The case for revenge is a hard one to make. Our religious principles condemn it. We tend to associate it with crime, not justice. The recent murders of two prosecutors in Texas by a man they convicted is a good example. In law school, we learned that the principal justifications for punishment are deterrence, rehabilitation, incapacitation and retribution, with the last mostly frowned on.
In the book “Payback: The Case for Revenge,” Thane Rosenbaum thinks otherwise. Taking the long view, he points out that in the Old Testament, the Koran and even Hammurabi’s Code, “ancient people treated revenge not as an expression of irrational madness but, rather, as a quite rational, self-regulating necessity.”
He says resentment and anger are hard-wired in our brains. Thus, retribution is an essential element of justice, in the sense that the public only accepts the punishment meted out to a criminal if it feels, morally and emotionally, the defendant got what he or she deserved. He cites Immanuel Kant, who believed that the sole reason for punishment was retribution. “The wrongdoer is culpable and therefore he deserves to be punished. Moral blame creates an obligation of just deserts.”
Rosenbaum is a law professor at Fordham. He believes that modern American criminal justice is seriously off course because it seeks public order rather than moral restitution for the victim. He points to movies and novels about revenge where the wrongdoer gets his just deserts, which are far more satisfying to the public than is our system of criminal justice. Many of the movies are westerns, such as “True Grit.”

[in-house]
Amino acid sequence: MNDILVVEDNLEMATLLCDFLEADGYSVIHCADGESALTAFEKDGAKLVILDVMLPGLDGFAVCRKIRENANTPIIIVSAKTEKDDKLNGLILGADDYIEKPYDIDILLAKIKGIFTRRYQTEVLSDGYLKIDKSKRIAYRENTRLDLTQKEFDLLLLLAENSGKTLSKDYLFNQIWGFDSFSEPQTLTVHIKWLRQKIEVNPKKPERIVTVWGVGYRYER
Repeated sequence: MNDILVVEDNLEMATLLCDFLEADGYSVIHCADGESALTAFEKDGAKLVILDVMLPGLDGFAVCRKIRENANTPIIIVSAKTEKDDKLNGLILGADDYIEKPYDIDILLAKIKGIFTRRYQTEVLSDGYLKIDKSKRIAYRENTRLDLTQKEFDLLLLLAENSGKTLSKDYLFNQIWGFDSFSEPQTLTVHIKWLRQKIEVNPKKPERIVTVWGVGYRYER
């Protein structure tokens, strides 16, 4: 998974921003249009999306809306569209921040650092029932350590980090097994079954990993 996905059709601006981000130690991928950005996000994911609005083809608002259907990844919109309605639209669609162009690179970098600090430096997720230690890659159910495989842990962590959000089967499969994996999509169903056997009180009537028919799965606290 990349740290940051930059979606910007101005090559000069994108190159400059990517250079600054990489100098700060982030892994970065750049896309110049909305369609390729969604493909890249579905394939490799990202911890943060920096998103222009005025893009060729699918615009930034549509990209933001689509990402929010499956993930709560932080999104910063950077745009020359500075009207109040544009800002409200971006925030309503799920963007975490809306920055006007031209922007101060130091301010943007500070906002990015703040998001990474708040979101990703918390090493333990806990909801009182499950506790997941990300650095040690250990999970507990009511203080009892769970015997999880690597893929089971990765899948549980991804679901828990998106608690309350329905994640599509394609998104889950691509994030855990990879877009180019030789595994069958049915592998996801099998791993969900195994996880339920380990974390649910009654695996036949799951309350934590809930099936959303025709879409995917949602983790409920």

Of course, the debate over capital punishment brings this issue to center stage. It is also inherent in the argument about President Obama’s drone assassinations. Are we right to retaliate for the taking of a life by taking another life? Rosenbaum quotes Justice Potter Stewart, who wrote for the Supreme Court, in upholding the right of states to oppose capital punishment, that it “is an expression of society’s moral outrage at particularly offensive conduct.”
Summarizing the latest findings, he says the human brain “is wired for justice and short circuits when exposed to injustice.”
He believes that this vindicates the Old Testament principal of “an eye for an eye,” which he refers to as the “talionic law.” He also recognizes that this is at odds with the Christian teachings of the New Testament, to turn the other cheek and to love one’s enemy. In his view, the victim of a crime is shamed and reduced by the crime and should be, and needs to be, restored through retribution against the perpetrator.
Rosenbaum has good things to say about the use of victim impact statements in criminal cases. These are written statements provided by the victim to the court at the time of sentencing. In Kansas, they are part of the victims’ rights amendment to our constitution adopted in 1992. It provides that victims of crime are entitled to be informed of and be present at public hearings and to be heard at sentencing or other times deemed appropriate by the court.
Rosenbaum condemns the modern practice of plea-bargaining, in which the victim is excluded from the process. In fact, he advocates for allowing victims to participate in plea-bargaining, pretrial hearings, trials and appeals. Interestingly, this is similar to the way it is done in Iran. Most lawyers would think he is way over the top here.
Nevertheless, he has coaxed retribution out of the closet and made a strong case that it is a necessary and justified aspect of criminal punishment.
Dick Seaton is a lawyer and a Manhattan resident.